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You can find our snow leopards in the netted enclosure outside the Lion House near the Lion Fountain.
Snow leopards are smaller than other large cats; males only growing to 100-155 pounds and females from 60-120 pounds. Despite their small size, they are well adapted to living in a severe mountain habitat. Their fur is long and thick, with wooly undercoat for extra warmth. The fur is soft gray to light brown, and the head and lower limbs are marked with black or brown spots. The body is covered with brown, dark grey or black rosettes ringed in dark brown or black. These markings provide excellent camouflage both in snow and among rocky terrain. The rounded paws have large hairy pads that act as snowshoes and also protect the paws from rocks. The snow leopard uses its long tail for balance and for extra warmth when wrapped around itself. They have an enlarged nasal cavity which helps them warm the cold air as they breathe and retain water.
They have short forelimbs and long hindlimbs, making them agile in steep terrain. Snow leopards are also superb jumpers. When stalking prey, they can easily leap distances of 50 feet and up to 20 feet high.
Lifespan is 10-13 years in the wild and about 20 years in captivity.
Snow leopards live at high-altitude alpine and sub-alpine mountain ranges of the Himalayas including Nepal, China and Central Asia.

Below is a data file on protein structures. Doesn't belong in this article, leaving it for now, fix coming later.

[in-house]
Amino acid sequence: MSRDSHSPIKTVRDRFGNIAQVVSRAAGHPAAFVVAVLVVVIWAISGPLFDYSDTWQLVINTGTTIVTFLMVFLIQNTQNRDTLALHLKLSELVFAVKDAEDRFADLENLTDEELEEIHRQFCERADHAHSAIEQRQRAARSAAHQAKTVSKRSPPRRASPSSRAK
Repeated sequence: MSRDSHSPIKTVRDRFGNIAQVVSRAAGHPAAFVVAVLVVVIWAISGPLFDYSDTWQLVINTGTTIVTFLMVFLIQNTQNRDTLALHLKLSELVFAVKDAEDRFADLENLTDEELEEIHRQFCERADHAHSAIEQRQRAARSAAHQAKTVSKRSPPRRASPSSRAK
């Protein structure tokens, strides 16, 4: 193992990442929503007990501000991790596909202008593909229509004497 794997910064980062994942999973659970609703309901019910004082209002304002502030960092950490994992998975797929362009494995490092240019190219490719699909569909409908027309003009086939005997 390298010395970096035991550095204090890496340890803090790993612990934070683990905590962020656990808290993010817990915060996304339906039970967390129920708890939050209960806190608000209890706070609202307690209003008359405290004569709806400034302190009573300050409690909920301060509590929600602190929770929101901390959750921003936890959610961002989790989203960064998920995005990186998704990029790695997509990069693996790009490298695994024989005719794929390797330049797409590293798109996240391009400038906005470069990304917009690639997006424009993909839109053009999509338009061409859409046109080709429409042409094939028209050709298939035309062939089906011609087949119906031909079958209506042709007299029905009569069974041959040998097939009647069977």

Snow leopards are carnivores. In the wild, they eat a variety of mammals and birds including: ibex, blue sheep, musk ox, hares, marmot, ptarmigan, and pheasant. At the Zoo, the cats are fed a diet of fortified horse meat. This muscular, well-built cat can bring down prey more than three times its size.
Snow leopards are nocturnal and solitary, but not unsociable. During breeding season they have occasionally been seen hunting in pairs. Ranges often overlap so scent marking with urine and by rubbing along rocks is used to communicate with other snow leopards in the area.
Breeding season is from January to mid-March so that births can occur in the spring, about 95-105 days later. Females give birth in a well-concealed den which is lined with her fur. The typical litter is three cubs or less, and the spots on the cubs are black. Cubs open their eyes after about a week and they become very active by two months. Young stay with their mothers for around two years; afterward they seek out their own territories. Since cubs are dependent on females for so long, breeding only occurs every 2 – 3 years.
Snow leopards are listed as endangered by IUCN and on Appendix I of the CITES. A recent census estimated that there are 4,500 – 7,000 left in the wild. It is difficult to determine their exact number as they are so elusive and blend in with their environment. Illegal poaching is a major threat to their population. Snow leopards are killed for their fur and for bones which are used in traditional medicines. Other threats include loss of prey and human conflict, as snow leopards sometimes prey on domestic livestock and are killed by herders in retaliation.
The San Francisco Zoo is partnered with the Snow Leopard Conservancy, an organization that works in seven snow leopard range countries to address human-animal conflicts and empower local communities to protect this incredible species. The zoo has also had a very successful breeding history of snow leopards, producing 42 snow leopards since 1958.
What can you do to help snow leopards?